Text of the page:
Archive for June, 2010

BEA 2010 and brushes with fame…

Posted in Workin' 9 to 5 with tags , on June 1, 2010 by talesofanunfinishedmom

Living in San Francisco, I don’t get too many opportunities to bump into celebrities. In fact, in the 15 years I’ve lived here, I can count on one hand how many celebrities I’ve actually seen.

That all seems to change when I go to New York.  New York is a hot bed of celebrities, which is no surprise. It’s an amazingly wonderful and huge city where even the most famous can be a chameleon on any given day.

Where do I see all these celebrities you ask? Well, sometimes it’s in restaurants or chance meetings on the street — even one time in an elevator. However, the most concentrated locale that attracts celebrities that I actually run into is the annual Book Expo America — or BEA, as the publishing insiders refer to it.

Having been in publishing for many more years than I care to admit, I have to say, it’s not a very glamorous industry. That may come as a surprise to many who actually think we’re all rolling in the dough (ha!), hobnobbing with famous authors all of the time (sometimes),  and enjoying four hour lunches on the company’s expense account (more like two hours and occasionally).  In fact, on any given day, most of us are toiling away — working long hours, dealing with unhappy authors, and trying to manage the multitude of processes and pieces  (with small budgets) that go into publishing and marketing a book.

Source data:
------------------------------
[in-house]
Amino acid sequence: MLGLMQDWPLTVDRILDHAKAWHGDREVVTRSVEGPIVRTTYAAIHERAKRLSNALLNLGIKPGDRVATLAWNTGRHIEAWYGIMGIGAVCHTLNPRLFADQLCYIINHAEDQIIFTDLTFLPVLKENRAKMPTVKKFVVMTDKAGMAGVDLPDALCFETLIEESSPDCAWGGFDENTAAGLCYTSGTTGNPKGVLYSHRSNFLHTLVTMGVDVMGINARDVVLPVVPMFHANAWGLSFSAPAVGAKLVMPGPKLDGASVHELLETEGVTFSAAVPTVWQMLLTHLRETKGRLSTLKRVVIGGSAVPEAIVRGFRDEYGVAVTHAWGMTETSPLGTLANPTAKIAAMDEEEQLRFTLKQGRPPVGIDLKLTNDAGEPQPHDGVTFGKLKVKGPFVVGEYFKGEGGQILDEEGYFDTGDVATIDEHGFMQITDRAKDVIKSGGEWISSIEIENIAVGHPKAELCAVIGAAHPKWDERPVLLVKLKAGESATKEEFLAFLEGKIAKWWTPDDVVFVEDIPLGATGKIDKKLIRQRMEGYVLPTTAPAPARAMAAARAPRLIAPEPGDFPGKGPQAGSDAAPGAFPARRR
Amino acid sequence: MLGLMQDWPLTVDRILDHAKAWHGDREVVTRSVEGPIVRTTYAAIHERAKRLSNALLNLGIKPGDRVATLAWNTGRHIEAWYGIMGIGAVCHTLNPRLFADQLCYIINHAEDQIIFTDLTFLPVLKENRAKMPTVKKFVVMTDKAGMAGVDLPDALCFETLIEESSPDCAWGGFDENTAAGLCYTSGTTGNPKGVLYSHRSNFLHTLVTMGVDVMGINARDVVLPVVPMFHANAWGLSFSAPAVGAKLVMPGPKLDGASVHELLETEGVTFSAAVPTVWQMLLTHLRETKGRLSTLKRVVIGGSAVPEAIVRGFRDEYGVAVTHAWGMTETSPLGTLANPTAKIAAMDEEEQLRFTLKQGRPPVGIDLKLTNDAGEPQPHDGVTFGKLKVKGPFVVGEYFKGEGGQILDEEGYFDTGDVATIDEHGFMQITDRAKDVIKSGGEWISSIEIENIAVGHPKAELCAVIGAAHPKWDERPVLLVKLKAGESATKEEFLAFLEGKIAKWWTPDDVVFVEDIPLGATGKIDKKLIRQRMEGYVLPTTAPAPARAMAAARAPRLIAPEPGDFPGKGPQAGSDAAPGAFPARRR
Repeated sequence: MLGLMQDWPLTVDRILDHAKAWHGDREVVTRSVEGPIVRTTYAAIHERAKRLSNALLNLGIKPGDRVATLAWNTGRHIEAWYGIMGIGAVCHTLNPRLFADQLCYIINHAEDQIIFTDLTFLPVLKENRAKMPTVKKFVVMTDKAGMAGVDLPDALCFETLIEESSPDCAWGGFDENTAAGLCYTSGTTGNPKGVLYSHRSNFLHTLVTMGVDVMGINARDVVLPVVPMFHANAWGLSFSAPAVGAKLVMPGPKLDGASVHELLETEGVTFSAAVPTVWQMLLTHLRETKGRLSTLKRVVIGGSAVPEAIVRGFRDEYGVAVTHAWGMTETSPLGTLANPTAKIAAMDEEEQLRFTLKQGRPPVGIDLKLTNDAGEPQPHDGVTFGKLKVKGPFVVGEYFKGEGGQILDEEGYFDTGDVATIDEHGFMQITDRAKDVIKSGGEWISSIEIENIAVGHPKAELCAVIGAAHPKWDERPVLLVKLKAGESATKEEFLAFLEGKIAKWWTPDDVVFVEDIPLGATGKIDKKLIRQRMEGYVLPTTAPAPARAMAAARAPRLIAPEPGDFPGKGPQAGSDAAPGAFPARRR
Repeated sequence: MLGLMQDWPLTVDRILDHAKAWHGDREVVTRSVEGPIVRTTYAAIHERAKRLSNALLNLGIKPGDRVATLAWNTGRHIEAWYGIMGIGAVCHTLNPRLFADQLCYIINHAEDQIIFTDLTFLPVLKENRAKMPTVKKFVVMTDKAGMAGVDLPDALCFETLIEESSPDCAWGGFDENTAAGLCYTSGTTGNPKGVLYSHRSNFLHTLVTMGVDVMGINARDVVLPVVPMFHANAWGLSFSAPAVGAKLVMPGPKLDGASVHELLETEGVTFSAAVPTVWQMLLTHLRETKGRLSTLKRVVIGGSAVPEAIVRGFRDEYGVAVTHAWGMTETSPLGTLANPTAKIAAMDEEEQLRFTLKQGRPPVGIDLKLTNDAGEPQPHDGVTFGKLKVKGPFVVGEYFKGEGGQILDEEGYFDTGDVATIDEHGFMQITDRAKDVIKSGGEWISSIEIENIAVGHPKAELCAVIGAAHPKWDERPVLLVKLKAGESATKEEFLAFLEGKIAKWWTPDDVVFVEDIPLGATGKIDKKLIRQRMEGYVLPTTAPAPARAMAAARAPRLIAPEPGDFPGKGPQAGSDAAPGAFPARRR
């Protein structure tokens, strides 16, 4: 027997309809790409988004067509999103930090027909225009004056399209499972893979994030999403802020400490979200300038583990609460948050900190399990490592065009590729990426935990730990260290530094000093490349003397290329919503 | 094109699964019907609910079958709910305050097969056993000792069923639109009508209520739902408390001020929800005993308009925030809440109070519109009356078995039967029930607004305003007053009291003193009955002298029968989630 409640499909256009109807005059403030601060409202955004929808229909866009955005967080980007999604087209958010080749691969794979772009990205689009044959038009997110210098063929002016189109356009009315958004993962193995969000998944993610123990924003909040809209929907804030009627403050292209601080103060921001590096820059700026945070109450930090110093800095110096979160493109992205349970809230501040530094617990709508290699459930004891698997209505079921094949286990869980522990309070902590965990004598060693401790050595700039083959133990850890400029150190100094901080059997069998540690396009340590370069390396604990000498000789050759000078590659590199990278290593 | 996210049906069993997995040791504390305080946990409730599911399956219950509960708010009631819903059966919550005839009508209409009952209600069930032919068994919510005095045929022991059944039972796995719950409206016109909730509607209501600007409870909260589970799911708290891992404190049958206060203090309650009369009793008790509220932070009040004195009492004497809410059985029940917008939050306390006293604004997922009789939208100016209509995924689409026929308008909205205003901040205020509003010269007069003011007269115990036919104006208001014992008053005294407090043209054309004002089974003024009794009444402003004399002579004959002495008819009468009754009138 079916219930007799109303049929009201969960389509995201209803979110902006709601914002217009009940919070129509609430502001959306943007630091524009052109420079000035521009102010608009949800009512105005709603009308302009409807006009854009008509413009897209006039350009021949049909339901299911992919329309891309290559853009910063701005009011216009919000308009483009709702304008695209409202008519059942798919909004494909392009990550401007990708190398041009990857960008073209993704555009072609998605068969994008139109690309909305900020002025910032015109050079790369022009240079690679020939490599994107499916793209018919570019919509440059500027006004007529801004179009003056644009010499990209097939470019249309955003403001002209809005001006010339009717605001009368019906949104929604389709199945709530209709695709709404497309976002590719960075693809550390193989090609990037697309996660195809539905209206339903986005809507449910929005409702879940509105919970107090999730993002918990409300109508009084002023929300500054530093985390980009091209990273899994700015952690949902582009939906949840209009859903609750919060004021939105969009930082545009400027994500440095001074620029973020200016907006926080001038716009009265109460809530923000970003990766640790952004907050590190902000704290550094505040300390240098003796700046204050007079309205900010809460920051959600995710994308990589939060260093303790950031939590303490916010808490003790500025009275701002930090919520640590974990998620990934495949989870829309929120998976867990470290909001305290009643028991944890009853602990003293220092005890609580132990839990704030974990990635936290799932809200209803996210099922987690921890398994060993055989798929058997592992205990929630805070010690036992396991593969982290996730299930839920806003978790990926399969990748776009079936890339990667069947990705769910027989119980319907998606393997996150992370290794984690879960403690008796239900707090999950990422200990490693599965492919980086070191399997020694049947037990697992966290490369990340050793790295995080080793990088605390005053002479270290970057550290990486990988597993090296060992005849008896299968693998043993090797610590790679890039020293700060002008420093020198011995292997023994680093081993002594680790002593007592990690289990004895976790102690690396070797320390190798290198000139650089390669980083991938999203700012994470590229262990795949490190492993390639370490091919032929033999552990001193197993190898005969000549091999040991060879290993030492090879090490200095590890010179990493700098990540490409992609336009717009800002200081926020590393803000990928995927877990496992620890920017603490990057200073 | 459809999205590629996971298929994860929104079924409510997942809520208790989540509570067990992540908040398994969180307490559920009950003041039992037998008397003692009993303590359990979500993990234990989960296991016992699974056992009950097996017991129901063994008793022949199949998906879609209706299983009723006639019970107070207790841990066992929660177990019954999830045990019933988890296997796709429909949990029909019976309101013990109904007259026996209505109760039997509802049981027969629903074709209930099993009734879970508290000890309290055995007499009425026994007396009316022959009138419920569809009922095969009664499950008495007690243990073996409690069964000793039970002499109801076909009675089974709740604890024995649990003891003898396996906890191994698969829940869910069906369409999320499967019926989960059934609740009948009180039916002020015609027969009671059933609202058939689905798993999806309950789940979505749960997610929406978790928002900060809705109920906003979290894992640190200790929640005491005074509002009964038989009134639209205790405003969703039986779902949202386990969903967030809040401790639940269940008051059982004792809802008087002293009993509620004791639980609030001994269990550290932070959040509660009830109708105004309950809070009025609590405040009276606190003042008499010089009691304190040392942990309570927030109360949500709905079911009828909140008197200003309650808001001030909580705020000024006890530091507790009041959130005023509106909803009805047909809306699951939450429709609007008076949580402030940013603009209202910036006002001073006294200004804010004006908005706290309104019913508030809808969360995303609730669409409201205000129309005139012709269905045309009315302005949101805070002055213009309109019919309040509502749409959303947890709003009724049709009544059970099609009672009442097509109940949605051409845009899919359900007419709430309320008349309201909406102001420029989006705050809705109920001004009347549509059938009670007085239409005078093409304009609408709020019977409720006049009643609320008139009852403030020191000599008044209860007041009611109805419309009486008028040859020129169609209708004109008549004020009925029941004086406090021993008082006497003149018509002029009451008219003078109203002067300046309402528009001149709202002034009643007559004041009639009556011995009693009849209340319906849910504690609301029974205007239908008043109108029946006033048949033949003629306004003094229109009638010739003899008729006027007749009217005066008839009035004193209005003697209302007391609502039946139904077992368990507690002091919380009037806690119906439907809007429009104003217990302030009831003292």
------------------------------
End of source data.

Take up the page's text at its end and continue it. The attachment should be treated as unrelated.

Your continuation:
And, most of us love what we do. But, glamorous? Not so much.  

However, once a year, our industry gathers for the annual BEA. This huge show which draws thousands of people (more than 20,000 attended this year) from all over the world allows publishers an opportunity to showcase all of their big books for the upcoming Fall season and recently published blockbusters. Nonfiction, fiction, children’s titles, religious books, even foreign language publishers have a place at this energetic show. It’s a great opportunity for booksellers, librarians, publicists, and want-to-be authors to connect with publishers. (*Note: For wanna be authors, it’s generally not a fabulous idea to try to sell your book to an unsuspecting staff member in the publisher’s booth unless you’re pretty certain you’ve got the next hot thing – but, more on that later.)

Much has changed over the years. So many of the  independent bookseller buyers that used to roam the halls and visit the numerous publisher booths have diminished due to the Amazon, Barnes & Noble, and Borders of the world putting them out of business. And, the days of publishers giving away hoards of advanced proofs to anyone and everyone making their way through the booths has changed as well. It used to be that if you hit the floor early enough, you were guaranteed to pack your tote bag with all of the hot new releases. You might break the bank on the shipping costs to get all of those advance proofs back to your home or office but for the most part, it was well worth it.

These days, with publishers consolidating, laying off, and generally trying to be fiscally conscious in our ever uncertain and changing environment, free advance proofs have  become a bit of a relic. That is, unless you can prove you are a legitimate bookseller, librarian, or member of the press – OR, are willing to wait in a line for 45+ minutes. Then you’re in luck.

I have never waited in line to obtain an advanced proof or other giveaway or to meet a famous author. Until this year, that is.